The problem with catching literary lightning, as Dennis Lehane did with Mystic River, is, how do you follow it? Now that he has done so, and even surpassed himself, with his deeply moving historical novel The Given Day, the problem falls to readers to find something—anything—that doesn't pale in comparison once they've closed the covers on this 720-page masterpiece. Quite simply, The Given Day is about as close to the great American novel as we're likely to read until . . . well, until Lehane writes another.
If Mystic River was a perfectly controlled roller coaster ride, The Given Day is an entire amusement park of themes, subjects, subplots, set pieces, real and fictional characters, and good old midnight-oil-burning storytelling set during the year leading up to the 1919 Boston police strike. It's a year in which Danny Coughlin, son of police legend Capt. Thomas Coughlin, will come to lead the strikers in their struggle for a living wage. It's a year in which Luther Laurence, a displaced black munitions worker in Capt. Coughlin's employ, will discover that honor knows no color. It's a year in which America will squarely face both the bombings of Bolsheviks bent on igniting a worker's revolution and the burgeoning FBI under a youngJ. Edgar Hoover, whose war on terrorism will not be constrained by the Constitution.
Babe Ruth, who became America's first true sports celebrity during his last year with the Red Sox, serves as our Falstaffian guide. Along the way, Lehane vividly depicts the apocalyptic horrors of the 1918 flu pandemic, the unimaginable-but-true Boston Molasses Disaster, and the police strike itself, a heartbreaking Pyrrhic victory that would change the course of American unionism.
Lehane, the son of Irish immigrants who grew up in Boston's Dorchester neighborhood, had a personal interest in the historic strike. "I'm a son of a union man, and I wrote this book in some respects to say, somehow in the last 20 years in this country, we've become pretty anti-union. When Wal-Mart can thrive and people shrug, we've made a real mistake," he says. "I wanted to say hey, remember the people who gave us the weekend? Who gave us the good old eight-hour day and the 40-hour week and governed child labor? Those people matter, and the concepts matter. But big business would be very happy if they went away, and always have been."
Lehane wrestled with the ambitious scope of The Given Day for four years, offering in the meantime appetizers like Shutter Island and the short story collection Coronado to readers hungry for a full-course feast. "It took a long time, and I think I regretted coming up with the idea through 90 percent of the writing of the book. This is one time where I thought on a pretty consistent basis, what the hell did I do this for?" he admits. "When I started to tell this story and realized I couldn't exactly start in September of 1919, I had to back up a little bit. And as I did, I kept saying oh, I can't pass up that event, and I can't pass up that event, and lo and behold, I ended up back a year before. Because what gradually took hold in me was this fascination with this year, this one 12-month period in American history when you had to believe the sky was falling."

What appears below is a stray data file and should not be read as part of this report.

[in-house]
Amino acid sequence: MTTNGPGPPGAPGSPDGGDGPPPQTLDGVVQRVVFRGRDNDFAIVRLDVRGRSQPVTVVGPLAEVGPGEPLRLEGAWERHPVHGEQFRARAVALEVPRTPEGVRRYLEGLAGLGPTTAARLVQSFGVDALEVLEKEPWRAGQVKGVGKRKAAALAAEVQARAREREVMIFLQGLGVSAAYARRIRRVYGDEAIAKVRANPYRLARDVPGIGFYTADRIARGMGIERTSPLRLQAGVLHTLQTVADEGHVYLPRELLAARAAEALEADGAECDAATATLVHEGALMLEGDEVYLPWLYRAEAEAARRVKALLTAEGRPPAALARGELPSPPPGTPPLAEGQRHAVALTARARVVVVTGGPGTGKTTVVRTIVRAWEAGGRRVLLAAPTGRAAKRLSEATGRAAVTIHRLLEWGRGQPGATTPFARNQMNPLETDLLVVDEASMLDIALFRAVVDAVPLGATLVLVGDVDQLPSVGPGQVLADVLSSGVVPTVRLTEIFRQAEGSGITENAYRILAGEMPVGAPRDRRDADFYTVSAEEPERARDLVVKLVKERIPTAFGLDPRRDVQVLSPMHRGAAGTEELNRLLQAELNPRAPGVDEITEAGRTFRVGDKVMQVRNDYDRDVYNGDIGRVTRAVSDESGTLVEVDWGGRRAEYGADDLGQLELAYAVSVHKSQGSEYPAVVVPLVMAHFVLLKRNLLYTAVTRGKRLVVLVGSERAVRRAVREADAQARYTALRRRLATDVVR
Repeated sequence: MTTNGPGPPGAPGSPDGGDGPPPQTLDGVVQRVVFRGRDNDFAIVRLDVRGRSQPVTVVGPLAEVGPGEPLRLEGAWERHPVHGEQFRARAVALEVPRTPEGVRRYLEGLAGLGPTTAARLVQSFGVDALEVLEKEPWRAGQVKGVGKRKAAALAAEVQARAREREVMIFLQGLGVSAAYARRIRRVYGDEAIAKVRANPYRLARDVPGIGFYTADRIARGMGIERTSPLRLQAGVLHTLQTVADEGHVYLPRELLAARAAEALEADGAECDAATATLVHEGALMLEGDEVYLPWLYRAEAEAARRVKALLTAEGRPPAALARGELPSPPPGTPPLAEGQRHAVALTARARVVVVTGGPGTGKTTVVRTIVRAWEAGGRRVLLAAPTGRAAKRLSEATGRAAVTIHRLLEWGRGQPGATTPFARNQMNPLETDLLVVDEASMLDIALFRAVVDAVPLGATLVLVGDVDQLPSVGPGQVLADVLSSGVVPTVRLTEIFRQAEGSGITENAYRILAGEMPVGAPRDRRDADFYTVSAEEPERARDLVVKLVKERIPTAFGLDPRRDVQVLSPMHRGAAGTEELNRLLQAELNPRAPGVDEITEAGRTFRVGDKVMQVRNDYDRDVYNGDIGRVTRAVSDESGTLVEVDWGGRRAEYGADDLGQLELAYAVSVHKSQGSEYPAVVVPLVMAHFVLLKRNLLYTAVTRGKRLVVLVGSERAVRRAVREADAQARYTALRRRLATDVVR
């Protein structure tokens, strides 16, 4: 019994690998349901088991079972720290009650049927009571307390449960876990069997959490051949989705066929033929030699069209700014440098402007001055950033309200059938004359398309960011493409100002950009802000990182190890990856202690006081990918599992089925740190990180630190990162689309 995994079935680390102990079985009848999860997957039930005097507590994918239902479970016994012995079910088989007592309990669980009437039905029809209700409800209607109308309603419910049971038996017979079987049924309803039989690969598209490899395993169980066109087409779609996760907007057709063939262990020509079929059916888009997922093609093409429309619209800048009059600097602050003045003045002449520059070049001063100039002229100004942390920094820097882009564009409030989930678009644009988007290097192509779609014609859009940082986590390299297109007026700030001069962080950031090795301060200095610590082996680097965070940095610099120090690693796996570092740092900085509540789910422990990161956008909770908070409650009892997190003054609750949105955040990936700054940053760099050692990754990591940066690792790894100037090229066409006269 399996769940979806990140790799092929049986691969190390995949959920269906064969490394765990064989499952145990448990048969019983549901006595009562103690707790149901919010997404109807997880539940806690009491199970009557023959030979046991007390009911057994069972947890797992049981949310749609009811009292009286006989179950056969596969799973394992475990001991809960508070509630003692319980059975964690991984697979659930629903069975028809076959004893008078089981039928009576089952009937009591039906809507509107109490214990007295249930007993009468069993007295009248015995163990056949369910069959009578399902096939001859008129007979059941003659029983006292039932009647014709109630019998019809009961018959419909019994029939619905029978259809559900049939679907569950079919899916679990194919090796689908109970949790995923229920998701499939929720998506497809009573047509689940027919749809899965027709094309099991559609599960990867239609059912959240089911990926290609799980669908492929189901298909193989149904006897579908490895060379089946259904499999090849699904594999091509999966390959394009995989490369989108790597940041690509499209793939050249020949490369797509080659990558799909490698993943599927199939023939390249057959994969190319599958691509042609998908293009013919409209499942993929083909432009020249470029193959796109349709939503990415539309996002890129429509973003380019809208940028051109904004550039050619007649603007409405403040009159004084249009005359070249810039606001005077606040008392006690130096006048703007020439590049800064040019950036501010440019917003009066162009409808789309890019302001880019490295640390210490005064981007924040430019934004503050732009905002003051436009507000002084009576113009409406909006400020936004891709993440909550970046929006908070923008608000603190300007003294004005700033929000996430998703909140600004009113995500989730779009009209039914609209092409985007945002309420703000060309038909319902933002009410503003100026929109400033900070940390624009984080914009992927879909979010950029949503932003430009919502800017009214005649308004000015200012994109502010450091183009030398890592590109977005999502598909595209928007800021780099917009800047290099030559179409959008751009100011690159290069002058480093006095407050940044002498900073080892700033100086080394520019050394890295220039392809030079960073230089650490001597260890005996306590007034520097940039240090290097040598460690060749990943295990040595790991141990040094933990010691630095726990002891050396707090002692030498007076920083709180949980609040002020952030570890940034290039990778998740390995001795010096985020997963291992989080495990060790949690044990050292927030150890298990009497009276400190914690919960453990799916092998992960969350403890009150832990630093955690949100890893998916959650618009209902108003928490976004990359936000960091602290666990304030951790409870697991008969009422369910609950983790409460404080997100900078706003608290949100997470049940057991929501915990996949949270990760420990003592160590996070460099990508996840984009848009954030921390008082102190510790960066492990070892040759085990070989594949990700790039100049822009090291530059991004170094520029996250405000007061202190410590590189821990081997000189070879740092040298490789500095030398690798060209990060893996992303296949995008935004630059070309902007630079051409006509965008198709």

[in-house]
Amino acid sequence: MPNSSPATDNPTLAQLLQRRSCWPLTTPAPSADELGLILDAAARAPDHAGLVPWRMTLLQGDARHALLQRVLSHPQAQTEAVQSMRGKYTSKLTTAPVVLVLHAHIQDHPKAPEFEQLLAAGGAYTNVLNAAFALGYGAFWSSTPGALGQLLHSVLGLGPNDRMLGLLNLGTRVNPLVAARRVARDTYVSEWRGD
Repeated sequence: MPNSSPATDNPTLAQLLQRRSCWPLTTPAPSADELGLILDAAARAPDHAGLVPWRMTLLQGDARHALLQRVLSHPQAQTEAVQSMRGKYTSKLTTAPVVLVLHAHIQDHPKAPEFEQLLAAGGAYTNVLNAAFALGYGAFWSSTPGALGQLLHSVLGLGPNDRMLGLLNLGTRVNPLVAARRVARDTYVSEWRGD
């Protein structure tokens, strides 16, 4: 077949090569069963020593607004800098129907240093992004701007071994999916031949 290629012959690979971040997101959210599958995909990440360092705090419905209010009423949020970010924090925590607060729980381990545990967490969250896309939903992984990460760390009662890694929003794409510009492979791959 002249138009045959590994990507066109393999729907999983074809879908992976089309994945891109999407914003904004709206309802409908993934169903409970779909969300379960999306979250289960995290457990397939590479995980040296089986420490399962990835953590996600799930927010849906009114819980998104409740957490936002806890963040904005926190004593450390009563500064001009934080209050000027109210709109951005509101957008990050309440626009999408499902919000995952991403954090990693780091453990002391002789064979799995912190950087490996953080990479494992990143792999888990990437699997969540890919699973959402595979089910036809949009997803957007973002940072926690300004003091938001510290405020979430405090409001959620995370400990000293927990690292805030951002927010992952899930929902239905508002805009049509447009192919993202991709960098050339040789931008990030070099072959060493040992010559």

Tying so many narrative threads together, especially for a writer like Lehane who prefers to let the plot find him, led him into "the valley of darkness" where the moral ground becomes slippery.
"When I went into the Boston police strike, what came up time and time again were the questions," he says. "Yes, they had the right to strike; certainly they were aggrieved. They were getting ass-f-----ed, there's no other way to put it. At the same time, do you really want to live in a country where the police force can walk off the job? Because what happened in Boston was disastrous. With that, I felt very good, because usually when I feel I don't have the answer is when the best drama is going to happen."
As the writing progressed, Lehane began to notice strange similarities between the era of The Given Day and the current one. "I didn't set out to write a book with parallels; they just sort of happened," he says. "A lot of it was gift-wrapped for me by history. I was just writing along and it was, oh wow, isn't that interesting?" In fact, he decided to cut one 30-page descriptive passage about the molasses flood, which was initially (and wrongly) blamed on radicals, when he discovered that most of the victims were firefighters. "You just look at it and it was a very, very tiny baby 9/11, so I cut it," he says. "I was like, why don't you just hold up a sign that says allegory on it, you know?"
But there is no disguising the author's underlying fury at the state of the nation, which he sees as the bitter fruit of the ongoing struggle between the haves and the have-nots.
"Is this book enraged at the politic, or the state of the politic? Yes, without a doubt. I think I'm icily pissed off at what I see as a battle as old as time. What the haves understand, and what the institutions understand, is how to win this battle, because they've been taught very well. But they lose every now and then. The Boston police strike effectively killed the union movement in this country for several years, but when it came back, it came back twice as strong."
Although he originally intended The Given Day to be the start of a trilogy, Lehane admits it's too soon to know what will catch his interest next.
"What slows me down now is, I keep raising the internal bar," he says. "I'm not setting the standard for anybody else but myself, but that standard has to be met."
Jay MacDonald writes from molasses-free Austin, Texas.